Sunday, March 15, 2009

Corkscrew Sanctuary Naples Florida

I got up early Saturday morning, had my coffee, showered and bolted out the door to meet brother Bob for our trip to the sanctuary. As I said earlier, Bob volunteers there two days a week. Birders from all over come to the sanctuary and as you can see by some of the pictures below, good reasons to do so.
I hope brother Steve sees this. If you do, "eat your heart out"! We headed out in a truck with four birders in back with a guide. Everytime they saw a bird or wanted to stop the guide would knock on the top of the truck. I had the opportunity to learn more about birding from my brother and spend some time catching up on what is going on in our family and our lives. One of our first friends was this barred owl.

Driving down the road about halfway through the tour, we heard another knock on the roof and I grabbed the binoculars hoping to see a new bird. Instead, people were whispering and pointing to the front of the road. There they were, two bobcats in the mating season. We stopped dead in our tracks and began to take pictures. I took quite a few but the ones below are some of the best. I thought for sure we had scared them off but they began to walk towards us. Again, thinking they would dart off into the swamp, closer they came and eventually started their mating calls and playing a bit rough.

Before the tour, the guides gave us a brief explanation of the sanctuary, where we were situated, size of the sanctuary and the parcels they were able to buy as this was previously farmland. Some neighbors still have cattle that wonder into the sanctuary from time to time.

This is the swamp vehicle that was behind us on the way down the path. It too was full of birders. That's my little brother Bob in his uniform and tour gear.

Here is some information from their website regarding the boardwalk.

A 2.25-mile raised boardwalk takes visitors through four distinct environments: a pine upland, a wet prairie, a cypress forest, and a marsh. Interpretive signs along the boardwalk and a field guide and Children's Activity Book available at the admissions desk in the Blair Center allow each visitor to take the self-guided tour. Benches and rain shelters are along the trail. For those who do not wish to walk the full 2.25 miles, an optional trail shortens the walk to one mile. Volunteer naturalists are usually on the boardwalk to answer questions.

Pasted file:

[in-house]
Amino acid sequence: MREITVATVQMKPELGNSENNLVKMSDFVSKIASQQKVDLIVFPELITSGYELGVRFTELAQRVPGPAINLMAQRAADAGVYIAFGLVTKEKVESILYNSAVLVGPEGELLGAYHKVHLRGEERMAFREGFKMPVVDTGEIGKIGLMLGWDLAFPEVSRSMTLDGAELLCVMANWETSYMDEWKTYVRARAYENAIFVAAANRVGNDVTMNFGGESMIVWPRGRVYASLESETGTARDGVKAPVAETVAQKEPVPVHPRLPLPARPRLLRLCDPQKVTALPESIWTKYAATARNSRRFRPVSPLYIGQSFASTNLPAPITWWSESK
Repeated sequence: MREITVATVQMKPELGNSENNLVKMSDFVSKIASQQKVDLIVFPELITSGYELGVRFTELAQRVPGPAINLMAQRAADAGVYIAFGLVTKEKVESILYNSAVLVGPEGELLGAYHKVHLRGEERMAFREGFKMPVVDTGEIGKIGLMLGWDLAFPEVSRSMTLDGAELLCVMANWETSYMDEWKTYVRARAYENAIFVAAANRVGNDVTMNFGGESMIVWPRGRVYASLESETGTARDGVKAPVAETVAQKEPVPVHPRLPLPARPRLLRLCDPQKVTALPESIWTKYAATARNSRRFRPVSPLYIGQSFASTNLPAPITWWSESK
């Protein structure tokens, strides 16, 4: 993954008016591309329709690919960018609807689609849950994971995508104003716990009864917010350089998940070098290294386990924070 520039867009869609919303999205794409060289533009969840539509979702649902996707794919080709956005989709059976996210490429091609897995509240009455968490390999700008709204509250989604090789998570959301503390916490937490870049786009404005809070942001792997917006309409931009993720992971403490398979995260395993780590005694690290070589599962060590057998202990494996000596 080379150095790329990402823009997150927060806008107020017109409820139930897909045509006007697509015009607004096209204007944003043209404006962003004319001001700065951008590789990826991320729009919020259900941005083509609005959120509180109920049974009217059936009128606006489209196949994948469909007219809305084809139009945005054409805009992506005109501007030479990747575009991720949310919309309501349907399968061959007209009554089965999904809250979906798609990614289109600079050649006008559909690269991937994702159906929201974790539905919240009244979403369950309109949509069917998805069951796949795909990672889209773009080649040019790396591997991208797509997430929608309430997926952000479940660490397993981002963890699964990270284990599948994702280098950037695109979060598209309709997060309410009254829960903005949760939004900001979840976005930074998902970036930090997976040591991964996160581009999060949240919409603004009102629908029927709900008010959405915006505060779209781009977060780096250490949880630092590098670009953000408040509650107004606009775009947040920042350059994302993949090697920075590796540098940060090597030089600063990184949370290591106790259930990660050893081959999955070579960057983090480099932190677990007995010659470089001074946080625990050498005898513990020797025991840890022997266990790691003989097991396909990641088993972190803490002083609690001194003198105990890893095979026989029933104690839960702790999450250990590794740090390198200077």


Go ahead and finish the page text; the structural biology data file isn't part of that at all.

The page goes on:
Unfortunately, we left the camera in the car for the walk along the boardwalk. It was a gold mine as it has been dry here and the water is low. All types of herons, alligators, even a raccoon gathered at some of the watering holes to feed on the readily available fish swimming in the shallows. We were on the boardwalk for about 2 hours and could have literally sat there all day and seen bird after bird. This was a real experience for me and I can't wait to come back and spend more time.

I would like to acknowledge my brother Bob for his volunteer work. He also gives guided tours to elementary students which keeps nature in their minds. We need more work like this so that future generations can appreciate the wonders of Mother Nature and all she has to offer us, reminding us that we too are a part of this big picture and our actions wiill affect what happens next in some way. Thanks Bob and all the other great people who work at the sanctuary.

Here is a list of birds we saw in just one day trip:

parula warbler barred owl grackle black vulture turkey vulture

wood stork swallow tailed kite white ibis glossy ibis yellow crowned night heron

roseate spoonbill little blue heron great blue heron prairie warbler

palm warbler cardinal anhinga wood nuck cedar waxwing gold fince

painted bunting (?) double breasted mattress thrashers black and white warbler


  1. rocmoc n AZ/MexicoMarch 15, 2009 at 5:00 PM

    Chris, find the time to snorkel with the Manatees north of Tampa. We did 4 years ago and it is a memory of a lifetime.

  2. Hi Chris,Sounds like a great trip. I have seen some of those thrashers around here.Bill and Sharon